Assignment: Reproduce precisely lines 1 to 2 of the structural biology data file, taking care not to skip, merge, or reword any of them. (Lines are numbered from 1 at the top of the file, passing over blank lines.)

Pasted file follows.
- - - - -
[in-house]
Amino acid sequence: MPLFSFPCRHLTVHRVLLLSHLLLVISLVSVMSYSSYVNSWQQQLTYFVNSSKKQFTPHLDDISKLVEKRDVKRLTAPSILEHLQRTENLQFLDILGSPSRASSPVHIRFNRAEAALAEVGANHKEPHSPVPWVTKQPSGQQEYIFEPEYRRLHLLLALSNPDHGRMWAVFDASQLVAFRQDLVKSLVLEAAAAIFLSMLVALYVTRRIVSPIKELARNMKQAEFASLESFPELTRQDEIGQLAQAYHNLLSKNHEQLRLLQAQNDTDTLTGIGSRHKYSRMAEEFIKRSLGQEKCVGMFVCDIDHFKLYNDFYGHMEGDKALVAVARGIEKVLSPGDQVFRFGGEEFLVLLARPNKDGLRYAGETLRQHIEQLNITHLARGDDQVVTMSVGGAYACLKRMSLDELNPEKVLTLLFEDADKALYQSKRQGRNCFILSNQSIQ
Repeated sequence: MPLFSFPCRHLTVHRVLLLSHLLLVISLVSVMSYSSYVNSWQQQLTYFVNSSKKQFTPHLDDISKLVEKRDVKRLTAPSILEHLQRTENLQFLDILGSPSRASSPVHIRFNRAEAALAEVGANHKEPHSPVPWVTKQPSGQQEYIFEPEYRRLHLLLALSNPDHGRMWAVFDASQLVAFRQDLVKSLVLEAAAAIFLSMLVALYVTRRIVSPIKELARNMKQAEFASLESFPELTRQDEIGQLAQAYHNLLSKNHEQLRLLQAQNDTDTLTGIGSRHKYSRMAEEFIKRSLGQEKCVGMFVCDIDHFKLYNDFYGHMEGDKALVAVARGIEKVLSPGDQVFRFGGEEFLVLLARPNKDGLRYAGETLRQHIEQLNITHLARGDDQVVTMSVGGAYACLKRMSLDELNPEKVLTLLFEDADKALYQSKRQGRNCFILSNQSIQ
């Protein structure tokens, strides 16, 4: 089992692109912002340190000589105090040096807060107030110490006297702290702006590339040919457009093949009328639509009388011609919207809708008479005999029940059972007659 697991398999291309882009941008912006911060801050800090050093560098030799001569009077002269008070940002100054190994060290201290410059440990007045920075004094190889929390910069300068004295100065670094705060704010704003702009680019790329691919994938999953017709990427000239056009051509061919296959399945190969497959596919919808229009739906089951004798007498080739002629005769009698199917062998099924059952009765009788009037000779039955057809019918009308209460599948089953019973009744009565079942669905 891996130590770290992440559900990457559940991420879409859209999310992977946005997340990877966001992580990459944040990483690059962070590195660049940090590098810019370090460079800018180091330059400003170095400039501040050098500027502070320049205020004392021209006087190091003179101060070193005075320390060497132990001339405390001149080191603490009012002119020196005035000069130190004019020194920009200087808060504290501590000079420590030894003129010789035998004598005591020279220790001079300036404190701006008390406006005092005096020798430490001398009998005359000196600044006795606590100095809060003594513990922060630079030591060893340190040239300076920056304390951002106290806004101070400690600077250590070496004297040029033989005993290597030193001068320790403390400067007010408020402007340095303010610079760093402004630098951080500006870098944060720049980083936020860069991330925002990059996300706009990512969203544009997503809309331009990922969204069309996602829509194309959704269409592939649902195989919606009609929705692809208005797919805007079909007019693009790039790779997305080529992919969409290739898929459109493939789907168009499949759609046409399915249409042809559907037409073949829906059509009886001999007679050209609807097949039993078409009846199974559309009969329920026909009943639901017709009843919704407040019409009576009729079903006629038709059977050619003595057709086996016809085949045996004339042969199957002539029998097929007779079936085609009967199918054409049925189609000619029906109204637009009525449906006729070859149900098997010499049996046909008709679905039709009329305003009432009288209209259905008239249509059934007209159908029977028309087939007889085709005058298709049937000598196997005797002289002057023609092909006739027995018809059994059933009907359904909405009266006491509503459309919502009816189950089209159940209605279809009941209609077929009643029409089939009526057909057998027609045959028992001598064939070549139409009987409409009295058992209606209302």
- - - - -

[in-house]
Amino acid sequence: MPLFSFPCRHLTVHRVLLLSHLLLVISLVSVMSYSSYVNSWQQQLTYFVNSSKKQFTPHLDDISKLVEKRDVKRLTAPSILEHLQRTENLQFLDILGSPSRASSPVHIRFNRAEAALAEVGANHKEPHSPVPWVTKQPSGQQEYIFEPEYRRLHLLLALSNPDHGRMWAVFDASQLVAFRQDLVKSLVLEAAAAIFLSMLVALYVTRRIVSPIKELARNMKQAEFASLESFPELTRQDEIGQLAQAYHNLLSKNHEQLRLLQAQNDTDTLTGIGSRHKYSRMAEEFIKRSLGQEKCVGMFVCDIDHFKLYNDFYGHMEGDKALVAVARGIEKVLSPGDQVFRFGGEEFLVLLARPNKDGLRYAGETLRQHIEQLNITHLARGDDQVVTMSVGGAYACLKRMSLDELNPEKVLTLLFEDADKALYQSKRQGRNCFILSNQSIQ